Drama in real life

Saturday, July 16th, 2005
Given the remote location of where we live we don't see helicopters often. When we do, it causes a lot of excitement and anxiety. Tonight was no different. I heard the whoosh of the blades first, then I saw the flashing lights as the helicopter cleared the mountaintop opposite my home and began its descent towards the quiet community below. The chopping noise in the air alerted everyone to its arrival. Everyone knows what it means.

When a helicopter descends into our mountain-top community, it's usually for one of three reasons: search and rescue, to pick up water for a forest fire or to pick up a patient for a 20-30 minute flight to the emergency room in Bakersfield or Valencia. (Actually, there's one other reason, and it's a fun one: the Lilac Festival)

Since it was already dark and I did not smell smoke, I knew that a water pick-up was unlikely; I got in my car and headed down the hill toward the fire department. When I arrived a block away from the emergency helipad, I pulled over to the side of the road and parked my car. I pulled out my binoculars to see what was happening. I saw the Hall air ambulance; the paramedics and the medics from the medical flight-team were tending to a patient in the ambulance.

I stopped for a while to pray. I prayed for the patient, the medical personnel in attendance, and the family and concerned friends outside the ambulance. I have no idea who it is, but in a community as small as ours, it's possible I know them. It really does not matter whether I know them or not, and it has no bearing on the impact of my prayer for divine intervention. A person is hurting, in need of care and compassion. That's all that matters.

After about 10 minutes, the medics removed the patient from the ambulance and wheeled the gurney to the waiting helicopter. Moments later, the air ambulance lifted off from the helipad. It's probably on it's way to Bakersfield Heart Hospital as I write this.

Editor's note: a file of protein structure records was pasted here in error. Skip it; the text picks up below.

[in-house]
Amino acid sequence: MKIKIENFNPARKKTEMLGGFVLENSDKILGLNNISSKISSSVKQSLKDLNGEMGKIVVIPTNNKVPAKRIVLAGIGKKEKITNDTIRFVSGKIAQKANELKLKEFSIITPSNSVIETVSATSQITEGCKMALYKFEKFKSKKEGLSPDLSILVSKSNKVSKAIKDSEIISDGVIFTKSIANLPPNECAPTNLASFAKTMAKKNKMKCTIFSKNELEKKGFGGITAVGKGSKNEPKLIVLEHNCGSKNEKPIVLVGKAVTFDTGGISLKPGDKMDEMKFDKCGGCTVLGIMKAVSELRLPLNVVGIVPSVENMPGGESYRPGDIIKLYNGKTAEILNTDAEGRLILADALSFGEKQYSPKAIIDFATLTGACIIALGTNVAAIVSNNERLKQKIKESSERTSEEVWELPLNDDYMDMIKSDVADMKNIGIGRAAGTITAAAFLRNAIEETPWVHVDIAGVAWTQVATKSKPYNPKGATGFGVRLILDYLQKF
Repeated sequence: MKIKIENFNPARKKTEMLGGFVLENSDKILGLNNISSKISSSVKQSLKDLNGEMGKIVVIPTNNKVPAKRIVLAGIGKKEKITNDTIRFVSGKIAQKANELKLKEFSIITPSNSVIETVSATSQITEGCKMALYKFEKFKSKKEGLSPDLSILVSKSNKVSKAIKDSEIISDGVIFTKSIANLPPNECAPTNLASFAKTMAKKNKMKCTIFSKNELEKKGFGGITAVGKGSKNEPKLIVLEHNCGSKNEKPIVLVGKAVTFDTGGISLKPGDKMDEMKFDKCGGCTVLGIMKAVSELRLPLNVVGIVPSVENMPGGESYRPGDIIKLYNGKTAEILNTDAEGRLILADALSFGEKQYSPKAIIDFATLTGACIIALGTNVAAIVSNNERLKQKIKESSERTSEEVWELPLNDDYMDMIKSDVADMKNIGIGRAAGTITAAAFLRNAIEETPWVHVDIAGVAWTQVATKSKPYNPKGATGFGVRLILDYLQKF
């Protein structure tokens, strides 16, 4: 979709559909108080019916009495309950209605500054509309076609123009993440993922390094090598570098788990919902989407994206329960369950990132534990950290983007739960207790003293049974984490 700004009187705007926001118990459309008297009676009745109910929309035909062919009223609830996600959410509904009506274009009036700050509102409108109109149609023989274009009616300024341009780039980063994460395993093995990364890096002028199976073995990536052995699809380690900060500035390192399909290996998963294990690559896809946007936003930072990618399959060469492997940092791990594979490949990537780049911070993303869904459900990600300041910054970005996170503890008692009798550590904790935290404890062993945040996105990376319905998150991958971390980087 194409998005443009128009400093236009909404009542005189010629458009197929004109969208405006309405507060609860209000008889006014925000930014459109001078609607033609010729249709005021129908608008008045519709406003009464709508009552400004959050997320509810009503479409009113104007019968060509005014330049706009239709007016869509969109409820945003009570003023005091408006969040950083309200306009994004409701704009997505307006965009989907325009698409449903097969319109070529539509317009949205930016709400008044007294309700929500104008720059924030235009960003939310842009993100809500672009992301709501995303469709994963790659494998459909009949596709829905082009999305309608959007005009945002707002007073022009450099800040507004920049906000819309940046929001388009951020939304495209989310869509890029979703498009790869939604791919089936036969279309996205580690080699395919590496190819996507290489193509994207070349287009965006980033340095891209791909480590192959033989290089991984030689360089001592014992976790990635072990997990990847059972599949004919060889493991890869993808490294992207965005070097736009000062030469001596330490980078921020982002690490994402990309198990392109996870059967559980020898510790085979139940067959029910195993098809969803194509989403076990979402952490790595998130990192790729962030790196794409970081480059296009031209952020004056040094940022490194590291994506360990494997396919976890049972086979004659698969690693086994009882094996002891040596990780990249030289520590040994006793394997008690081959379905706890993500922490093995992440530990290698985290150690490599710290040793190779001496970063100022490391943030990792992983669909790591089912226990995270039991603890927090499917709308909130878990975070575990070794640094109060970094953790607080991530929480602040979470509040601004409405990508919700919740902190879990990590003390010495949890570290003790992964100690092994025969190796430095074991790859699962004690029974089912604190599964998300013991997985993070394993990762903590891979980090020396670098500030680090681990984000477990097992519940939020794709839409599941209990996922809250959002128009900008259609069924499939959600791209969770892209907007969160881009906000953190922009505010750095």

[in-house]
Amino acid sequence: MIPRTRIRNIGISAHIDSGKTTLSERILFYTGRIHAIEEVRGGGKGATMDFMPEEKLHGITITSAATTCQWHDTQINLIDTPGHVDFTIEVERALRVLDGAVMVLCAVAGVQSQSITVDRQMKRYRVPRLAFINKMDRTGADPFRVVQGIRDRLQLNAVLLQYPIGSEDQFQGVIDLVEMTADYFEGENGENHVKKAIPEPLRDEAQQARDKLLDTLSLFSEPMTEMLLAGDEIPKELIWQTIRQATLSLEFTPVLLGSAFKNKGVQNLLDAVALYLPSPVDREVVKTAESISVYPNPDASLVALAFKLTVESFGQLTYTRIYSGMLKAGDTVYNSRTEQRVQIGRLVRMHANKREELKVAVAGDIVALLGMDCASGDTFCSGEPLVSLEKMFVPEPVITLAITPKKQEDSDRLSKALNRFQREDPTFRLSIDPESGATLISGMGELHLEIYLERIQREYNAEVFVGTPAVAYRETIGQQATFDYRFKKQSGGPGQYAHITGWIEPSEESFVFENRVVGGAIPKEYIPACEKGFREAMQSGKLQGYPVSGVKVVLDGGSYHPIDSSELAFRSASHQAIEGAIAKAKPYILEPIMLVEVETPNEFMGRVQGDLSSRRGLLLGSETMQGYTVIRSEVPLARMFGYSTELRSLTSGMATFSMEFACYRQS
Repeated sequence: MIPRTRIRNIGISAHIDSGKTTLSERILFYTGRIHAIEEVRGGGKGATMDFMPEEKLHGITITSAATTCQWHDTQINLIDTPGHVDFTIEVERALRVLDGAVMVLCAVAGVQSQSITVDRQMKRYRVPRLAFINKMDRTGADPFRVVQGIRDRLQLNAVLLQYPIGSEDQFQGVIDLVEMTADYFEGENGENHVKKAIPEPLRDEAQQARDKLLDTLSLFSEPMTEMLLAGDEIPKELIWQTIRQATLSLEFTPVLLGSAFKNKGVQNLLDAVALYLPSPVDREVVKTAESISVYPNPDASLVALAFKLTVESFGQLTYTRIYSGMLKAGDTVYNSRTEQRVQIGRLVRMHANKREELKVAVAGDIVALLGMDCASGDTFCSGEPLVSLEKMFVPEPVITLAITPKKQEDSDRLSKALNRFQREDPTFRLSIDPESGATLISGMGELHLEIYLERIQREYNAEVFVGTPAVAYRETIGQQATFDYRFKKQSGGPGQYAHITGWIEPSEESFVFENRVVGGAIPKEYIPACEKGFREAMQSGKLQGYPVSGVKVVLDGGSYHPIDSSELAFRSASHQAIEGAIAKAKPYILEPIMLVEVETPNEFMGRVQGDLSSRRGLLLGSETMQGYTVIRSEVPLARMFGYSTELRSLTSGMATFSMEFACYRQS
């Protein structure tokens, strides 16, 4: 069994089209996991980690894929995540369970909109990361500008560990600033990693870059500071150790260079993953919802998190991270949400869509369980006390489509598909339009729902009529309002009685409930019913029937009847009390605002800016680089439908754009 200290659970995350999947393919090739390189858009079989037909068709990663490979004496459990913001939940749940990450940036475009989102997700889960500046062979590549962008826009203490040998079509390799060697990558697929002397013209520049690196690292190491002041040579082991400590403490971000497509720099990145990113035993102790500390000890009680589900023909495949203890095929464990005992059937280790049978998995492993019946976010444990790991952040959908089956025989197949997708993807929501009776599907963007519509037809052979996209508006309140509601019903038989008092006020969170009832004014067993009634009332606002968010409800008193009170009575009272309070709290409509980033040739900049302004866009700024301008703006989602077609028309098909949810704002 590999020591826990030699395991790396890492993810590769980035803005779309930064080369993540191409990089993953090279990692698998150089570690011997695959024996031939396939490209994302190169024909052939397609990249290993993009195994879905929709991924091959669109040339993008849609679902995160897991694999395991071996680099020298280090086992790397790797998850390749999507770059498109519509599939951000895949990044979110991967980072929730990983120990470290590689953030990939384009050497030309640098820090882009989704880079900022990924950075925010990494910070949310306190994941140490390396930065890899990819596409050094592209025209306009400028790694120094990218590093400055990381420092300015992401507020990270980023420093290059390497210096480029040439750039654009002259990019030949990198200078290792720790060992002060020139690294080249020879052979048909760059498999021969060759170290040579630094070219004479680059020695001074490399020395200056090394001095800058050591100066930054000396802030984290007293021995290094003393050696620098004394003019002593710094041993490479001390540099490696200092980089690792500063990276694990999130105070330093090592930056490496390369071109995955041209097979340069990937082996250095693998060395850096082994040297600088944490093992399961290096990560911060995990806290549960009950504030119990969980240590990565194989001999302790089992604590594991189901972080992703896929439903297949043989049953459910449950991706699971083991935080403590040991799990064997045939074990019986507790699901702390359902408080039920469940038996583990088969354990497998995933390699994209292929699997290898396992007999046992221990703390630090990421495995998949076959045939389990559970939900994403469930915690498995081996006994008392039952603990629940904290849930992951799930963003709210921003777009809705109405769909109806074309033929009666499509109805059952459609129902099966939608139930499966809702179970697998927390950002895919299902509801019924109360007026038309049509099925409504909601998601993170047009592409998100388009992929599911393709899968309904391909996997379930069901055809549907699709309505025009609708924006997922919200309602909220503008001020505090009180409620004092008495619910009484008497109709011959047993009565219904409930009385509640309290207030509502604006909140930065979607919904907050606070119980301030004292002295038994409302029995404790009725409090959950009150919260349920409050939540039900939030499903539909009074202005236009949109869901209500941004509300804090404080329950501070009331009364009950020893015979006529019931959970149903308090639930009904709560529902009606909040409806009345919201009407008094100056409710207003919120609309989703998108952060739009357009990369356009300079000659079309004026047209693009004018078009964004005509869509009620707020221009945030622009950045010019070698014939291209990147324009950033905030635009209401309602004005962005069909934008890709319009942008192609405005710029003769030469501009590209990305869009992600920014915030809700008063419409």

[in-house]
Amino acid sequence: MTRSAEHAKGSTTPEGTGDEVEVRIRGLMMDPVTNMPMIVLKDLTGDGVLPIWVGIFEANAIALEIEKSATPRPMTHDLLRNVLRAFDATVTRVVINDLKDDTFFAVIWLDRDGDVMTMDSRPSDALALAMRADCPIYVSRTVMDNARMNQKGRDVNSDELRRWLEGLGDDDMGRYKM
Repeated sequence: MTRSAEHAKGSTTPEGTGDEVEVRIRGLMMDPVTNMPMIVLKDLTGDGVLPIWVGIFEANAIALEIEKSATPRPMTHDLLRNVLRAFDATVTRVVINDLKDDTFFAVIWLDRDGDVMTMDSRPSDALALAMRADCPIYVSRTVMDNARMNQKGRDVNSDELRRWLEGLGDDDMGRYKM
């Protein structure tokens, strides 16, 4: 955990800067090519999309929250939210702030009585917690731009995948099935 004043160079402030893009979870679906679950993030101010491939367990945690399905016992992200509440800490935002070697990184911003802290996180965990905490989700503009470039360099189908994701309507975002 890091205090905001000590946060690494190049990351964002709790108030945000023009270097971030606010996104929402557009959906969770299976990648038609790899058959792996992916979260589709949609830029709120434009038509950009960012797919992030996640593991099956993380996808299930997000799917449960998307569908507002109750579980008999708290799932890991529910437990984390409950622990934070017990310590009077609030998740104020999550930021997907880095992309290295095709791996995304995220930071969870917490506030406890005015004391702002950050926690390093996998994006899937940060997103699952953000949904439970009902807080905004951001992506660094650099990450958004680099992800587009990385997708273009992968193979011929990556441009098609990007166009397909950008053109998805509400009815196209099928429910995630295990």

Twice, I've been taken off the hill by the Hall Ambulance paramedics. Fortunately, my condition did not require an air evacuation, but I remember how frightening it was, nonetheless. I'm sure it was even more so for my family.

I'm thankful for the men and women who care for us up here, whether they provide us with fire or paramedic services, or security and a number of other services that allow us to enjoy life in the mountains.

I'm thankful that their training and technology are available to us, even in this remote mountaintop community.

I hope that this person - anonymous to me - will rest peacefully in flight tonight and that they will be well cared for when they arrive.

Discussion/Comments (2):

Drama in real life

I hope there was a happy ending to this story although it is likely we will never know. I appreciate the benefits one enjoys living in a remote area as you do Eric but it is medical emergencies such as this that scares me.

When I had emergency open heart surgery 4 years ago had I been out in the sticks I likely would not have made it. I chronicled that experience on my blog if you're interested.

{ Link }

Posted at 7/17/2005 7:48:58 AM by James Kendrick


Drama in real life

Like you, Eric, I pray for those who are giving support and those receiving it. I was a police chaplain for years and was often actively involved in the incident - it was always good to know people were praying for us.

Dean

www.atlantictransplant.blogspot.com

Posted at 7/17/2005 9:22:03 AM by Dean



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